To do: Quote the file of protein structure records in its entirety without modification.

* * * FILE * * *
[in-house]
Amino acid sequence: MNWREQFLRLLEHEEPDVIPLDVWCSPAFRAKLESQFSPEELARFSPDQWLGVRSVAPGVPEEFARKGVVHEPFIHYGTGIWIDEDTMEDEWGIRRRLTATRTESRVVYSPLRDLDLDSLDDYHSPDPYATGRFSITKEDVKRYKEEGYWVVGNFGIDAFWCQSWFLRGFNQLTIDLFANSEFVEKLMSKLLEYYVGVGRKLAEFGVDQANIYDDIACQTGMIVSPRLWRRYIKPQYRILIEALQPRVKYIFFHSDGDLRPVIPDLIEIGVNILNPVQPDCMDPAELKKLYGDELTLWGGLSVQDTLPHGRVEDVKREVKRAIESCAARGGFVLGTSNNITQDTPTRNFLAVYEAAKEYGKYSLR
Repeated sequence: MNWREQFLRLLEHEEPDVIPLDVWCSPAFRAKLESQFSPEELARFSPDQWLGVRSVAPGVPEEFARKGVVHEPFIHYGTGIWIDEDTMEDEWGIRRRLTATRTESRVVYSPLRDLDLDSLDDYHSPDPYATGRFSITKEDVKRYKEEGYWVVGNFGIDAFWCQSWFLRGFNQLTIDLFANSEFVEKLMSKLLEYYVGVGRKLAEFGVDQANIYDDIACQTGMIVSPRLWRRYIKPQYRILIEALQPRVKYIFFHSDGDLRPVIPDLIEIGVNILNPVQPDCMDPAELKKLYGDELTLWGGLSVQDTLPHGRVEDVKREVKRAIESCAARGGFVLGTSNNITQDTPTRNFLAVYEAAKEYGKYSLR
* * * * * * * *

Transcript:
[in-house]
Amino acid sequence: MNWREQFLRLLEHEEPDVIPLDVWCSPAFRAKLESQFSPEELARFSPDQWLGVRSVAPGVPEEFARKGVVHEPFIHYGTGIWIDEDTMEDEWGIRRRLTATRTESRVVYSPLRDLDLDSLDDYHSPDPYATGRFSITKEDVKRYKEEGYWVVGNFGIDAFWCQSWFLRGFNQLTIDLFANSEFVEKLMSKLLEYYVGVGRKLAEFGVDQANIYDDIACQTGMIVSPRLWRRYIKPQYRILIEALQPRVKYIFFHSDGDLRPVIPDLIEIGVNILNPVQPDCMDPAELKKLYGDELTLWGGLSVQDTLPHGRVEDVKREVKRAIESCAARGGFVLGTSNNITQDTPTRNFLAVYEAAKEYGKYSLR
Repeated sequence: MNWREQFLRLLEHEEPDVIPLDVWCSPAFRAKLESQFSPEELARFSPDQWLGVRSVAPGVPEEFARKGVVHEPFIHYGTGIWIDEDTMEDEWGIRRRLTATRTESRVVYSPLRDLDLDSLDDYHSPDPYATGRFSITKEDVKRYKEEGYWVVGNFGIDAFWCQSWFLRGFNQLTIDLFANSEFVEKLMSKLLEYYVGVGRKLAEFGVDQANIYDDIACQTGMIVSPRLWRRYIKPQYRILIEALQPRVKYIFFHSDGDLRPVIPDLIEIGVNILNPVQPDCMDPAELKKLYGDELTLWGGLSVQDTLPHGRVEDVKREVKRAIESCAARGGFVLGTSNNITQDTPTRNFLAVYEAAKEYGKYSLR